Should a Nuclear Pakistan have Nuclear Power?

Pakistan is experiencing one of the worst electricity crisis in the country’s history as the electricity supply deficit exceeds 3000 MW, with prolonged power outages especially during the sweltering summers. The shortage has exacted a significant toll on the moribund economy resulting in a loss of 3% of the GDP annually.

The recent comments by Musadik Malik, Special Assistant to the PM on Energy, that ‘the government will forfeit its right to rule if it fails to resolve the energy crisis’ underscores the gravity of the crisis. This necessitates seeking energy security through a combination of internal and external sources. For the economy to grow there is a need for investment in stable base-load generation, ensuring reliability of supply. Nuclear can be a plausible option to achieve this.

As of now, the share of nuclear in Pakistan is 3% of the total current installed capacity, compared to 13.5% in the global energy mix with USA, France and Russia as the top three nuclear generating countries. However, the world’s total nuclear generating capacity has remained roughly steady for the past 20 years, while the actual output has been declining steadily. Moreover, most of the world’s nuclear plants are approaching the end of their lifespan, thereby increasing the probability that the share of nuclear in the world electricity mix will decline in the future. The Fukushima incident has further caused setback to the global nuclear industry.

There are several drawbacks to the use of nuclear power plants, which makes them socially controversial. These include magnitude of catastrophe in the event of an accident, the risk and problem of eliminating radioactive waste and nuclear proliferation. Moreover, these have low operational flexibility as compared to other plants as they take a much longer time to start and shut down. Notwithstanding, nuclear can serve as base load plants with relatively low variable production cost.

Pakistan, presently, has a small nuclear power program with a capacity of 745 MW but intends to increase this to 8,800 MW by 2030. To meet this desired target, Pakistan would require at least 29 reactors of 300 MW each. The cost of one of these is $1 billion with a gestation period of 7-8 years, thereby making them a long-term investment.

We have signed commercial contracts with China for the construction of two more nuclear power plants at the Chashma site, scheduled to be completed by the end of 2016. These reactors will be based on first-generation design, known as AP1000, which is still under development by the Chinese nuclear company SNPTC. Recently SNPTC announced delay in the start-up of country’s first advanced nuclear project until the end of 2015 due to tougher security checks.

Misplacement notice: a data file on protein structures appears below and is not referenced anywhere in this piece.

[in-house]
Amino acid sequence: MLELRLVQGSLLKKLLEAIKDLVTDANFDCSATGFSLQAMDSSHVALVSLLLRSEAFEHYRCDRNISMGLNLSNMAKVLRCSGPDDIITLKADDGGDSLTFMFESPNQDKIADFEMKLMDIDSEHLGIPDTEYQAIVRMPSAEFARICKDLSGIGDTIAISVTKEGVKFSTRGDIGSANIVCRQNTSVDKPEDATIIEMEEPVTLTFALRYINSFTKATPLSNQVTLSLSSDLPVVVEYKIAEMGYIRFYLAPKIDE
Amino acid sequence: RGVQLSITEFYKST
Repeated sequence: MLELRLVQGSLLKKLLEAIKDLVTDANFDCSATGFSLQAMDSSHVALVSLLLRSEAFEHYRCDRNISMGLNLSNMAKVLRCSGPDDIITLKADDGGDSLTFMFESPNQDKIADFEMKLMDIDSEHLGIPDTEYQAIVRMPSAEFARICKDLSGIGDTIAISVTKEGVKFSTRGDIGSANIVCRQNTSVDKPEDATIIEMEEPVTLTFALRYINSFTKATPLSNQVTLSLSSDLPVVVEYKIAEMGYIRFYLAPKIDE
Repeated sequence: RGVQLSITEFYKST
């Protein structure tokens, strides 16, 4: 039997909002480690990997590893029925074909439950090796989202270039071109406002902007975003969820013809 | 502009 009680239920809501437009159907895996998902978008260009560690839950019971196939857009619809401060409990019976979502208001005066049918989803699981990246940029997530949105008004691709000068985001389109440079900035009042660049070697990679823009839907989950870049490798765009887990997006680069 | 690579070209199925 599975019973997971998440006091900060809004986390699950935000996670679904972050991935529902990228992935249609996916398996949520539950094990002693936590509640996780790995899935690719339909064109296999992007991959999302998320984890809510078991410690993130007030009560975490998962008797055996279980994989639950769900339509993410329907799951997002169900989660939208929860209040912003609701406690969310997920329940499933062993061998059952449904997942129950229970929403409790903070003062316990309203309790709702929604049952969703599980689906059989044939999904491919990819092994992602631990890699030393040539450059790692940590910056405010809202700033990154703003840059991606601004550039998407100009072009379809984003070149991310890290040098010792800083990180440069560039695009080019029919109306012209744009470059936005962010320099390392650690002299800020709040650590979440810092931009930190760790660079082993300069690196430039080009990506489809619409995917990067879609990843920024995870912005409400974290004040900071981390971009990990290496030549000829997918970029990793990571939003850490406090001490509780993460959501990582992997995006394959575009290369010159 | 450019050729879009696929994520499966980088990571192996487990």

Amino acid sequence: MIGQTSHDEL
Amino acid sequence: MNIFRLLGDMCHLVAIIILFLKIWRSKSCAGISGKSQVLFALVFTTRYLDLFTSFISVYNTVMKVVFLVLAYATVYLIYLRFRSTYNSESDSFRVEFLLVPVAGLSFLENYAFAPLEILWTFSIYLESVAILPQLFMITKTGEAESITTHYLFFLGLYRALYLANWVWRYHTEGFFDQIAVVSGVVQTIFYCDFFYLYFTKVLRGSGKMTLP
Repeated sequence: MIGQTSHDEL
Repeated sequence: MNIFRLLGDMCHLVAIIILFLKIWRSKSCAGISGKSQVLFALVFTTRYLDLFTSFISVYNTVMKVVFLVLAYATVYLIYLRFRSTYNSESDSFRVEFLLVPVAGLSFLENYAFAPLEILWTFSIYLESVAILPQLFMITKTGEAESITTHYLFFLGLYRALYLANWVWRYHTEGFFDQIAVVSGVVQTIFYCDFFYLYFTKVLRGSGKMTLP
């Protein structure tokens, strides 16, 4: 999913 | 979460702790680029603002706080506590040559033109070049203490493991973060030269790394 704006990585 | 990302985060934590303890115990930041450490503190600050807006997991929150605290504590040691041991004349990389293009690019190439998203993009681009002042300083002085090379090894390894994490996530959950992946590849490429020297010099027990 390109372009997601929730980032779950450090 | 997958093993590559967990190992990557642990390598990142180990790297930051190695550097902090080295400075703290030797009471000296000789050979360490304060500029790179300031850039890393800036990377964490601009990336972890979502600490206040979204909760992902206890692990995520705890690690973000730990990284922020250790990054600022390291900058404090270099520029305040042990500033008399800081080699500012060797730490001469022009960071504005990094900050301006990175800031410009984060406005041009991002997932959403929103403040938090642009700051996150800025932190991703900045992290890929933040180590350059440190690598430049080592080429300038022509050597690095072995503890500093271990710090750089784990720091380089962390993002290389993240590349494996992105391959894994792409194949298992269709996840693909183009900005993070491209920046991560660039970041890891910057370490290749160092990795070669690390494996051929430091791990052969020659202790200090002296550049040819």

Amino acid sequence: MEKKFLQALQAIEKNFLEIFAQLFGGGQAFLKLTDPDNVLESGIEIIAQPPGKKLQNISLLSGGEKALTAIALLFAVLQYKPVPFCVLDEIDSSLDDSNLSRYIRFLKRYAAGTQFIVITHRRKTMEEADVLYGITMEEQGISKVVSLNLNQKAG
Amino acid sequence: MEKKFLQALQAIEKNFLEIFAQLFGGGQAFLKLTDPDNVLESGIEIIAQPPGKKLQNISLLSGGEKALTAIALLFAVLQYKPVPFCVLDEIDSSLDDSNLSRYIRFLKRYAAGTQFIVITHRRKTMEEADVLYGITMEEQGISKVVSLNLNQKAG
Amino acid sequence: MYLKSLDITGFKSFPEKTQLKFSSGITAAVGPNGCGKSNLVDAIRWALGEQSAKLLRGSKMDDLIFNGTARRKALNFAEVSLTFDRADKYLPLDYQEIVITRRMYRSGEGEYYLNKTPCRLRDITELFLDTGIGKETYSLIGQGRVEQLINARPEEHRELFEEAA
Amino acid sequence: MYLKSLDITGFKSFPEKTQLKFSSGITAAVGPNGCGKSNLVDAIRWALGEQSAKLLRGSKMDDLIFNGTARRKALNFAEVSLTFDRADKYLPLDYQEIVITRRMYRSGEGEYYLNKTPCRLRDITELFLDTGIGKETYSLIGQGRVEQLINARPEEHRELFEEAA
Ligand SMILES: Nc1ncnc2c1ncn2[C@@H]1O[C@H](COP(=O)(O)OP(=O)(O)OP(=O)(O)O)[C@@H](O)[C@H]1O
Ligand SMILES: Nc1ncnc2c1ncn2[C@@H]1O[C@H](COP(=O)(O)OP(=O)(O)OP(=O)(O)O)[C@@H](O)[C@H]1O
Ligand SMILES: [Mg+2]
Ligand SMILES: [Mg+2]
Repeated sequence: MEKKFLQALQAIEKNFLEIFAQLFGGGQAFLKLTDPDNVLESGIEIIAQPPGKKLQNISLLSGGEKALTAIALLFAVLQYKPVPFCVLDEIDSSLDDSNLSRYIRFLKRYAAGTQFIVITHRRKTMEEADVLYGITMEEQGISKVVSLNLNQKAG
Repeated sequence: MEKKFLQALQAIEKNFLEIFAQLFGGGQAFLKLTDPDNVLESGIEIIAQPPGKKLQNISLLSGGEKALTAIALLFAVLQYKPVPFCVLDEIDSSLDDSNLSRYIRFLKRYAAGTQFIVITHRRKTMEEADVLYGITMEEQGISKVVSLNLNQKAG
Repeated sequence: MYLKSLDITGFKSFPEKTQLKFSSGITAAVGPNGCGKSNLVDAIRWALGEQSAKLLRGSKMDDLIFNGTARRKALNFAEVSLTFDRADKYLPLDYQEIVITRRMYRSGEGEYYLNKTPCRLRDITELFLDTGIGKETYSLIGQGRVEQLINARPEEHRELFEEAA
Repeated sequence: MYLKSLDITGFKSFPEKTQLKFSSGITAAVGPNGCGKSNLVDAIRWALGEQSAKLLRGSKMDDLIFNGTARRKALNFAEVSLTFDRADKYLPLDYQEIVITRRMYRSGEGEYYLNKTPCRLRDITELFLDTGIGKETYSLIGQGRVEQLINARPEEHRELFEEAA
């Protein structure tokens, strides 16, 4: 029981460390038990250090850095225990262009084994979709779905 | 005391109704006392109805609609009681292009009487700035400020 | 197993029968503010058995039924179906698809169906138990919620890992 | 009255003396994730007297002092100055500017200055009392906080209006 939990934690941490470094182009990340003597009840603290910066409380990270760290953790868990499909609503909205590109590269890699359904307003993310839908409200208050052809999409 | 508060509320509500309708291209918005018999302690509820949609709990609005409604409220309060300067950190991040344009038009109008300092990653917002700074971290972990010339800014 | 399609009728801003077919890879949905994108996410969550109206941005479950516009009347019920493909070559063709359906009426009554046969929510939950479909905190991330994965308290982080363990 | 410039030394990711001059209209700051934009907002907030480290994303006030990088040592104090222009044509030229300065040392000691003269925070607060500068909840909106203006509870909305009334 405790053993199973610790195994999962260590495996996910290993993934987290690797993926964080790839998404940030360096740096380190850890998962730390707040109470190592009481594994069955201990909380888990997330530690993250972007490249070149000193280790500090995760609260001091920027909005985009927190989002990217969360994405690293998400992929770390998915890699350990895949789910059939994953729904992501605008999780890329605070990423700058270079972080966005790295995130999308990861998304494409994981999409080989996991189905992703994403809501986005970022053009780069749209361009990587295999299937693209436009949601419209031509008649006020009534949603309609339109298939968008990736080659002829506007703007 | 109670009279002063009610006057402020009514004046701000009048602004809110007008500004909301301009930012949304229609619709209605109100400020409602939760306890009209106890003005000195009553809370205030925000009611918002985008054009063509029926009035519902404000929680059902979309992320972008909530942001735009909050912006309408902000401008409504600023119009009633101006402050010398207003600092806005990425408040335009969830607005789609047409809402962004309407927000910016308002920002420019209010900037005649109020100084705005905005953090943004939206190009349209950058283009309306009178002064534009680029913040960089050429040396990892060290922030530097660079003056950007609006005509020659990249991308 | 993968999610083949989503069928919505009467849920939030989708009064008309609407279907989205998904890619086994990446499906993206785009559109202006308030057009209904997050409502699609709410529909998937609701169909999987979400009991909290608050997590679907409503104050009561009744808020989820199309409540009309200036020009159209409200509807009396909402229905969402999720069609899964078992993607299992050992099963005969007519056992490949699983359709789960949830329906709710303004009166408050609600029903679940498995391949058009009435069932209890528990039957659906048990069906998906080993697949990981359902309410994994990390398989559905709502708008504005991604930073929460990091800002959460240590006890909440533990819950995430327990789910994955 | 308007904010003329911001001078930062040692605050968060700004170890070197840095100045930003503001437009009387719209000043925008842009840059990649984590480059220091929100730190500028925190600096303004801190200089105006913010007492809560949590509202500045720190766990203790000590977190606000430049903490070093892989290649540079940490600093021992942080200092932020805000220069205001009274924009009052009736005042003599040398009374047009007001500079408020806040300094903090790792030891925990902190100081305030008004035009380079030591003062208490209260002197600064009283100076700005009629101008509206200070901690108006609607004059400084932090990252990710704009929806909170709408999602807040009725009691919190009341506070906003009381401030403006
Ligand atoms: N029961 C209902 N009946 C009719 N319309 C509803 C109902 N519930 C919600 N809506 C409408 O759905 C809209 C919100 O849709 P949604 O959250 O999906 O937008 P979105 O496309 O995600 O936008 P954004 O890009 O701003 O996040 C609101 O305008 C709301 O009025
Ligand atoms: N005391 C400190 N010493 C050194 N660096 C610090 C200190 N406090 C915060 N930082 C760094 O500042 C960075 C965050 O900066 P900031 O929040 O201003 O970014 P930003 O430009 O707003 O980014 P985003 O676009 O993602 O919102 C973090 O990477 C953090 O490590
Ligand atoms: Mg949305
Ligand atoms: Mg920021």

Pakistan is outside the Nuclear Non-Proliferation treaty, due to its weapons program, as a result of which it is largely excluded from trade in nuclear plant or materials. This has obstructed the development of its nuclear energy. In such circumstances, China is the only country to act in defiance of trade sanctions, and has deepened cooperation in the wake of US-led concessions to India in 2008. No other major reactor vendor has been willing to accept the political and financial risk of constructing reactor projects in Pakistan, especially amidst persistent domestic terrorism in the country. Owing to the liquidity crunch, Pakistan cannot afford to purchase the reactors on anything less than extremely favorable terms, which reportedly China is offering.

There is a strong case for rethinking nuclear for Pakistan, despite country’s 40 plus years of reactor experience. It lacks stability and security with the state demonstrating inadequate capacity to manage disasters. The technology to be used by the Chinese company does not yet meet safety standards that the international community will accept in the aftermath of Fukushima.

It is true that no single source alone would be able to meet the prevailing
energy demand and guarantee energy security. A diverse energy mix will have to be explored. However, options other than nuclear, which are relatively more politically and financially feasible are available for the country.  Among other things, the government should seek to incorporate Combined Cycle Gas Turbines (CCGT) into the electricity mix. These plants have a high degree of modularity, are more efficient (thermal efficiency up to 60%) and have smaller costs making it one of the most competitive generation technologies available. Additionally, rehabilitating country’s electricity transmission and distribution system and introducing demand conservation policies would also play a pivotal role in alleviating the crisis.

It would be difficult for Pakistan to achieve its ambitious target of nuclear without global support. Concerns of safety and nuclear proliferation are going to make it difficult for Pakistan to get major actors to trade with it. In light of this, we would be better to suited to pursue less thorny alternatives which can achieve the same results.


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